May 28, 2010 / 9:21 AM / in 9 years

Novozymes sees China's commercial cellulosic ethanol in 2013

BEIJING (Reuters) - The world’s top industrial enzymes producer, Novozymes A/S, said on Friday that it expects China to launch its first commercial cellulosic ethanol facility by 2013.

The Denmark-based company signed an agreement to provide enzymes for a demonstration plant in China that will produce 3 million gallons of ethanol from corn stalks by the third quarter of 2011, the company said at a briefing in Beijing.

Cellulosic ethanol is part of a worldwide move toward “second generation” biofuel using agricultural and forest waste as feedstocks, but enzymes are required to break cellulose down into sugars, which are converted into ethanol.

China banned all new facilities from using crops as a feedstock in 2007 amid food security concerns, and second-generation biofuels processed from waste or inedible crops like jatropha are now regarded as the best option.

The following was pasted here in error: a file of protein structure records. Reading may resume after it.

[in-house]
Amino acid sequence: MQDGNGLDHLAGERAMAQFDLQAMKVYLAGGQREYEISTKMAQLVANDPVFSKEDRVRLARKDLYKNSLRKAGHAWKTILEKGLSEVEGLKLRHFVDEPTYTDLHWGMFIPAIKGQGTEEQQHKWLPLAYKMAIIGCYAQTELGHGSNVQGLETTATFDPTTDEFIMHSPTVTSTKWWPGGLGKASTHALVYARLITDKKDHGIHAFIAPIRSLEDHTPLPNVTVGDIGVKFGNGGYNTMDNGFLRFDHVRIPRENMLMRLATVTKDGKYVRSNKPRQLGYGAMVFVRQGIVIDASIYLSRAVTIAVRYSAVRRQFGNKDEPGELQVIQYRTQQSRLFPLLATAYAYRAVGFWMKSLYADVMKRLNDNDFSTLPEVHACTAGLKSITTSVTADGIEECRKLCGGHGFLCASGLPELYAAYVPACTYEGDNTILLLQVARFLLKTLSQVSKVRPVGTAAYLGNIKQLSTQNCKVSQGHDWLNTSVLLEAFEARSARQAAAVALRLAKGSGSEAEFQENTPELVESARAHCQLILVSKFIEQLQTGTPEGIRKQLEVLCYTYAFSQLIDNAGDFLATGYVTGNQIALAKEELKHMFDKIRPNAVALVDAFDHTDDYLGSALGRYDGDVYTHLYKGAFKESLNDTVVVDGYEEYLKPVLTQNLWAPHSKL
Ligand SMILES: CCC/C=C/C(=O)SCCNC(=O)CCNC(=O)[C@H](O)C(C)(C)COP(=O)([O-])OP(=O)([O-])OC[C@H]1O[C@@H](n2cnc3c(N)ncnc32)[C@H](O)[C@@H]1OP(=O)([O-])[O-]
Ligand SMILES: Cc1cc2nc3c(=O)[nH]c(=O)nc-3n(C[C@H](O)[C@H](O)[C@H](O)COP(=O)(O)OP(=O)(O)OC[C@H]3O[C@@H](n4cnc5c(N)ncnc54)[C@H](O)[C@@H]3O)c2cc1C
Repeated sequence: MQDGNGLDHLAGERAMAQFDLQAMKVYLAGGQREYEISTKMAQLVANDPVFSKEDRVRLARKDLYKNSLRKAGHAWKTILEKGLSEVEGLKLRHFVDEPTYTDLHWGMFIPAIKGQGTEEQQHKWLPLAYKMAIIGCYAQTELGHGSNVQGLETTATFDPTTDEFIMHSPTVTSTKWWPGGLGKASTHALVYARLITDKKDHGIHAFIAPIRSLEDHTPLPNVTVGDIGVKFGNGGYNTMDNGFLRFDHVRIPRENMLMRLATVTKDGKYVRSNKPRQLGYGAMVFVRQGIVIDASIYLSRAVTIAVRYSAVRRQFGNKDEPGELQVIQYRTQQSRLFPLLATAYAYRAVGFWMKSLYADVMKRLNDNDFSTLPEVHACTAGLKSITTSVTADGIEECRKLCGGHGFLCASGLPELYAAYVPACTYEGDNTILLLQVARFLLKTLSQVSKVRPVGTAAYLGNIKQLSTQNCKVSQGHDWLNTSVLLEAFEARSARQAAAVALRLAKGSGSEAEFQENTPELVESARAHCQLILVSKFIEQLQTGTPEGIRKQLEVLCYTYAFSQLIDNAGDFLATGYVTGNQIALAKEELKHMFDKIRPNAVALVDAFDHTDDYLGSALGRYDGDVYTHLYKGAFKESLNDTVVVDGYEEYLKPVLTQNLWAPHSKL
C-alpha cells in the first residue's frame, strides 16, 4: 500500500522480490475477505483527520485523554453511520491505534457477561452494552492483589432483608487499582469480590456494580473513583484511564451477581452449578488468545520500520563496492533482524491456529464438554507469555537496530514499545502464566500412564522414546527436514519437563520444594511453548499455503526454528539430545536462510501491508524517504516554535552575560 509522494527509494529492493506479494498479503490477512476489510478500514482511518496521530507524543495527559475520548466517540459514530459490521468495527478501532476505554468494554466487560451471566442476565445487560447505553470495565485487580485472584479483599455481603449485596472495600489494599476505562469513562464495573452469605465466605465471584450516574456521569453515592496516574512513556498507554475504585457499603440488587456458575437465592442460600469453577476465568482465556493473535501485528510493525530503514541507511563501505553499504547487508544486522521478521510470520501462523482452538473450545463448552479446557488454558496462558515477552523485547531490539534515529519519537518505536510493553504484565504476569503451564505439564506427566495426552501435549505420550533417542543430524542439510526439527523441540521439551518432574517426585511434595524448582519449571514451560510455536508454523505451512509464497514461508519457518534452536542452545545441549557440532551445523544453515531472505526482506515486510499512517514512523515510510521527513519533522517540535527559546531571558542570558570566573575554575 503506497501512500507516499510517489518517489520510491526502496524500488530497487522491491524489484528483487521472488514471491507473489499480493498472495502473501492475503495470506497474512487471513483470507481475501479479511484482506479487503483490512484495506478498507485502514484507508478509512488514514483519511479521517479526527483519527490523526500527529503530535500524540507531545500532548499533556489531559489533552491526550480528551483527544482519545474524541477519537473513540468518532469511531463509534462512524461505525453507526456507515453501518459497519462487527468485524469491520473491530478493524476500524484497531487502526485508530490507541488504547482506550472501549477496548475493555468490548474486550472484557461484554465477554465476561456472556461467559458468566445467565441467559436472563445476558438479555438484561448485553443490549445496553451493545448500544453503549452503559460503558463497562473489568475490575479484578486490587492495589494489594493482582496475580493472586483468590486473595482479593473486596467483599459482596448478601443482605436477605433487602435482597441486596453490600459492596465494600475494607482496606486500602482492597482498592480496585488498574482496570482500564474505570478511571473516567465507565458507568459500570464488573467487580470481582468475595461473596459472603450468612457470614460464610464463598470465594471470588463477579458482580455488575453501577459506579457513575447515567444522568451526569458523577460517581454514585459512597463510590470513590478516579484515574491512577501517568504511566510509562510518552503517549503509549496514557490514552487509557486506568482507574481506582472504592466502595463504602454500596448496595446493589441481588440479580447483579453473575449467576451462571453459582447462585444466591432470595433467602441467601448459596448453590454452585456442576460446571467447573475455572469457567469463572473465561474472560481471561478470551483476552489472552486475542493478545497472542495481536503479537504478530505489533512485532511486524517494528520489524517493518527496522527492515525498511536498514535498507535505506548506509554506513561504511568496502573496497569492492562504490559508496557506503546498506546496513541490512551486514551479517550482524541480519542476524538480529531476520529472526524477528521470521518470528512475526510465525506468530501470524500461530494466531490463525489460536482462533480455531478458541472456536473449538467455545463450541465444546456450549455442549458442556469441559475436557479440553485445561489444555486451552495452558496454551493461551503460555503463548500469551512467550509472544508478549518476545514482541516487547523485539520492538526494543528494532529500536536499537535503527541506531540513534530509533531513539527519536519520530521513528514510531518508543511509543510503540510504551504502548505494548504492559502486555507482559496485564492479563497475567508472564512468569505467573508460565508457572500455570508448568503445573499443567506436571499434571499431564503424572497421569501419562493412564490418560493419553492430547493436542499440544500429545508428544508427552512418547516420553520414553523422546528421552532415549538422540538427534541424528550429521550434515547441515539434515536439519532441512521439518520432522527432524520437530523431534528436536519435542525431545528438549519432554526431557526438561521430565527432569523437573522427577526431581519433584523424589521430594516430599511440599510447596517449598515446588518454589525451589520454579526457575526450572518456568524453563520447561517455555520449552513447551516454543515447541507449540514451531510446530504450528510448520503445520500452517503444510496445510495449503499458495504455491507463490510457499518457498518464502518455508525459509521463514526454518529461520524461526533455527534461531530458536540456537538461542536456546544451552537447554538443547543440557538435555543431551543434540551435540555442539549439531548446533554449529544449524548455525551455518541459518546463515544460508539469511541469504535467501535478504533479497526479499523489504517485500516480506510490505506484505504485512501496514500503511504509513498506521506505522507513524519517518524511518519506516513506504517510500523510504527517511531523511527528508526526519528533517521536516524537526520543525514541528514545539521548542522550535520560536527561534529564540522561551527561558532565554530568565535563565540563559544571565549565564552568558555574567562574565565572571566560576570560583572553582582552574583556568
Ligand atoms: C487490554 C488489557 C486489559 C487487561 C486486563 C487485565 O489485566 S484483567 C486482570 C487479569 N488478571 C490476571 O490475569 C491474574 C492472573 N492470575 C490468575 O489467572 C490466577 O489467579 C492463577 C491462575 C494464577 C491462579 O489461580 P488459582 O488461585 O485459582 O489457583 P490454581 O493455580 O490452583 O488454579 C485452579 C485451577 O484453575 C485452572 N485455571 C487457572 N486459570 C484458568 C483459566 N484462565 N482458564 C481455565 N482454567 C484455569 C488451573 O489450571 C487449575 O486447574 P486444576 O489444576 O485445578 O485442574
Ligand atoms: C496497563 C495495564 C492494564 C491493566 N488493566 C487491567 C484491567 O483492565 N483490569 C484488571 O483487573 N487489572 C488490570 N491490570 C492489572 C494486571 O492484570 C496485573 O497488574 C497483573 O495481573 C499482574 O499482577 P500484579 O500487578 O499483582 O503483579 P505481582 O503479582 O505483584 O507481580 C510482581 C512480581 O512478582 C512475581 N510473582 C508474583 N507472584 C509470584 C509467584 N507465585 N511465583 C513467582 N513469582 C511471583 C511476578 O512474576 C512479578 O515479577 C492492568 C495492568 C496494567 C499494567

“We will look upon this (commercial facility) in two to three years,” said Michael Fredskov Christiansen, president of Novozymes’ China operations.

In February, Novozymes announced a new enzyme capable of breaking down plant waste. It said biofuel made using the new process would be competitive with ordinary gasoline and cost less than $2 per gallon.

China, the third-largest ethanol producer after the United States and Brazil, aims to bring the share of renewable energy to 15 percent of total consumption by 2020, up from 8.3 percent in 2009.

It also targets a reduction in carbon intensity, or the amount of carbon produced per unit of GDP, of between 40 and 45 percent by 2020 compared with 2005.

“Cellulosic ethanol ... is definitely in the framework of the new target and we expect it to cover 1 or maybe 2 percent of the renewable part of China’s energy mix,” said Christiansen.

He cited a survey as saying that China produced between 600

million and 800 million tonnes of agricultural waste every year, only a small amount of which was recycled and used to generate power.

China plans to blend 10 million tonnes of ethanol into gasoline by 2020, but its current annual production rate is about 1.35 million tonnes, mostly using corn and wheat as feedstocks.

Tianguan Group, a local ethanol producer, was building a 10,000-tonnne-per-year cellulosic ethanol facility, which could go into commercial production in three to five years, its president told Reuters in March. Tianguan uses its own enzyme to convert cellulose to sugar.

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